Married: Caroline E. Redd on March 14, 1888 in the St. George Temple
Father: William Adams
Mother: Mary Ann Leech
James J. Adams was born on October 2, 1848 in Springfield, Sangamon County, Illinois. His parents, William and Mary Ann Leech Adams, lived in Nauvoo for two years before they moved to Springfield and little James was born. One year later, the family decided to head west. They got to Salt Lake City, Utah in 1849. In January, 1851, James’ father William moved to Parowan with fellow pioneer Samuel Hamilton. James, his mother and his siblings moved down to join him in May of the same year (1).
James was a hard worker and loved to help. When he was seven or eight years old, he helped to build the Fort in Parowan. Boards were mounted on either side of a trench, and James’s job was to fill the space between the boards with mud, to create a wall (2). As a young boy, James also enjoyed helping herd the cattle. He would ride his little horse named Sam and herd the cattle with his friend Tom Richards. The two boys knew how to have fun, while still keeping an eye on the cattle. They loved to roll over and play in the tall weeds, until someone warned them that they might roll over a snake if they weren’t careful. That was the end to playing in the weeds! They would herd all over the area during the day, and at night would bring the cattle back to the corral that had been built in the Fort (3).
As a child, James did not know what sugar was. To sweeten their food, his family used molasses instead and a little honey whenever they had bees. James remembered the first cake his Mom ever made out of sugar; he didn’t even want to taste it because it looked so different from the molasses cakes he was used to (4). His Mother and his Aunt Anne would weave all the cloth for their clothes (5). James always ran around barefoot as a kid. When he got a little older he wore moccasins and when he was about sixteen, James got his first pair of buckskin pants and button shoes. Not knowing that the leather in his pants would stretch, James wore them up into the mountains the day he got them and it started to snow. His new pants got so wet that they stretched out and from then on, he always had to roll them up (6).
James loved to learn. When he was just a little fellow, he started attending school. Aunt Sara Ann sent him to the head of the class and said, “you work hard and you can stay.”(7) And stay he did, for the next two years, until it was time for him to start working. James was a great reader. He got the measles and it affected his eyesight for a time, but when his eyes recovered, he was back reading anything he could. He was also a whiz at arithmetic; no one could beat him! (8) Several of his uncles and some of the neighborhood boys would stay at his parents’ home during the winter, and come to school with him. The family earned fifteen dollars for provided room and board for the boys.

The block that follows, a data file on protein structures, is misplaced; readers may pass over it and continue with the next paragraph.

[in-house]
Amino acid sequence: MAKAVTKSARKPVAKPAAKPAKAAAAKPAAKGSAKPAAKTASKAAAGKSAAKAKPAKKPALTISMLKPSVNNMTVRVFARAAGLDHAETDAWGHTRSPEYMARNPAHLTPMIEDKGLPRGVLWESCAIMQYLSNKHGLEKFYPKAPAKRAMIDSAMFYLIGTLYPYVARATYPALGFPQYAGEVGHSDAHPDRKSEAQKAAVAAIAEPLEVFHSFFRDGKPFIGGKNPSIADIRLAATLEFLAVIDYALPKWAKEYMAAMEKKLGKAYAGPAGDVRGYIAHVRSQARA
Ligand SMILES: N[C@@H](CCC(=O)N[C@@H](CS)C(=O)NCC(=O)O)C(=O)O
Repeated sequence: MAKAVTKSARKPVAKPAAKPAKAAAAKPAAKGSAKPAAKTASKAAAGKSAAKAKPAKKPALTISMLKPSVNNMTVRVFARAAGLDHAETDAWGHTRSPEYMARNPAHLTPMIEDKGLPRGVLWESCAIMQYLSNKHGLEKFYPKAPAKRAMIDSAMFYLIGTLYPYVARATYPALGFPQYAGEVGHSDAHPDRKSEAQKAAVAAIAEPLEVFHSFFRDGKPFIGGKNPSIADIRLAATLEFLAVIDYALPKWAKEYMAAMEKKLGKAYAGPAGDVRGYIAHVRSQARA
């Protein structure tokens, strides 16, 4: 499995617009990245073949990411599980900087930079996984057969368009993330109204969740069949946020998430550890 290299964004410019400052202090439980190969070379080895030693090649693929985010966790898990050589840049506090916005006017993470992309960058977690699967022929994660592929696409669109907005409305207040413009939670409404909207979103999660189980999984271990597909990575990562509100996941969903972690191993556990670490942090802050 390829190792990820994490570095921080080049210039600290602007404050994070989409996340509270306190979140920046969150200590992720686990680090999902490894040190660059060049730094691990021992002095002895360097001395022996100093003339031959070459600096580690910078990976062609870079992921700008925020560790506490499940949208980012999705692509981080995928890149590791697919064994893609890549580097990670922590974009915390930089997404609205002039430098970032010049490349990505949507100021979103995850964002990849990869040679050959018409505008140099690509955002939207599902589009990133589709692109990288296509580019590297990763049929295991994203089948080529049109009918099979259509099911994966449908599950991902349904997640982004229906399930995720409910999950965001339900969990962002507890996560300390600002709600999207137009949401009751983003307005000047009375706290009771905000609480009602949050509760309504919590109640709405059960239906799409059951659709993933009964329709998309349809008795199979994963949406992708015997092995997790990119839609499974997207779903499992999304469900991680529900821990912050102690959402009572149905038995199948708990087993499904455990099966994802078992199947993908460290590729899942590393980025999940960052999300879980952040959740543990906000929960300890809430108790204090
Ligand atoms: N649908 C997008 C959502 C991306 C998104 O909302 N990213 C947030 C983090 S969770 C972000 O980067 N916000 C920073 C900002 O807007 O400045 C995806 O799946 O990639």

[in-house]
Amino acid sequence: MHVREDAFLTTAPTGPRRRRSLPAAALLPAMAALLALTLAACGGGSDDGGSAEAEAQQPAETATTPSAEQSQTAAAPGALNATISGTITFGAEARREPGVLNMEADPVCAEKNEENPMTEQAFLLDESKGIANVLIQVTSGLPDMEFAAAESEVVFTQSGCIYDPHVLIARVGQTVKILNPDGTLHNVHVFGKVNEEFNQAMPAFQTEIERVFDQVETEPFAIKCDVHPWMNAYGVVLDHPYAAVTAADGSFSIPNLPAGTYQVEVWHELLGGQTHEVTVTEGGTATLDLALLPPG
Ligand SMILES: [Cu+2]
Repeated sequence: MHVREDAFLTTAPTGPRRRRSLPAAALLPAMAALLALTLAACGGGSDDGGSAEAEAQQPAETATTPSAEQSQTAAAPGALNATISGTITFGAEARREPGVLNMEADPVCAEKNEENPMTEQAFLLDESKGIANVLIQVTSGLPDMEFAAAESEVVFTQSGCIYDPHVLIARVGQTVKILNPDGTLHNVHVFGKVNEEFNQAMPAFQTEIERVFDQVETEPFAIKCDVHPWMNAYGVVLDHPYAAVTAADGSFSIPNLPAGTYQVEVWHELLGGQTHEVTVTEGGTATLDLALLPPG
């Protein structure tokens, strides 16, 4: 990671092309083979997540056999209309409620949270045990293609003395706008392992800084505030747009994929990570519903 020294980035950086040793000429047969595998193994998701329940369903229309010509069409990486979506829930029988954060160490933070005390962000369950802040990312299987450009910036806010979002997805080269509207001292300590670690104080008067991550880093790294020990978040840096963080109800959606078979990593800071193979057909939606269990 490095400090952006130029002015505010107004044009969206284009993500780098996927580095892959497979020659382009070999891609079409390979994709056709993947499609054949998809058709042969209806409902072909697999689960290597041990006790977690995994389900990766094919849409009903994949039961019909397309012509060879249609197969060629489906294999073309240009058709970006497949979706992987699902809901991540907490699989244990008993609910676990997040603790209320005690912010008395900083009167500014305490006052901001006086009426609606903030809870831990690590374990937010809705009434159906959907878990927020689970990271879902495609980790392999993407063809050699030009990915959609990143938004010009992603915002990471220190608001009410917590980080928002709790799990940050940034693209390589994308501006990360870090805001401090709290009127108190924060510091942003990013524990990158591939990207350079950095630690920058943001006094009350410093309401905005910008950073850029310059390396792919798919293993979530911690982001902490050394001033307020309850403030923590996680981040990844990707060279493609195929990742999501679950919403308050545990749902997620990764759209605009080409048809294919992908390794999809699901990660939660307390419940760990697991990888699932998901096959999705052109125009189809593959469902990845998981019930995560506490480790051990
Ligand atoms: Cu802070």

Every spring and fall, James would accompany his father and brothers to Salt Lake City. James’ father would take barrels of tar to trade for whatever the family needed. They were a resourceful family, as were most. They got their salt from the Great Salt Lake, they gathered aluminum for aluminum coves, and copperus from under the yellow sandstone on the sides of the canyon, which they would also take with them to Salt Lake to trade (9).
Going Back Across the Plains
In 1864, when James was sixteen-years-old, he made his first trek back across the plains with his father. They drove four yoke of oxen and two steers to help them bring back two loads of stoves (10). They left in April and didn’t get back until the 10th of December. In 1868 they crossed the plains again to bring back a threshing machine.
James and his father lived on the basics-bacon and bread. They made bread out of flour, salt and baking powder, then fried it in a frying pan. James remembered his father being pretty hungry, but he did not seem to mind the simple, scant food. When they came across ripe grapes in their journey, they would mix them with molasses for a little treat. Once they bought fifty-cents worth of eggs and they had so many they could not all fit in their water bucket, the only thing they had to carry them in (11).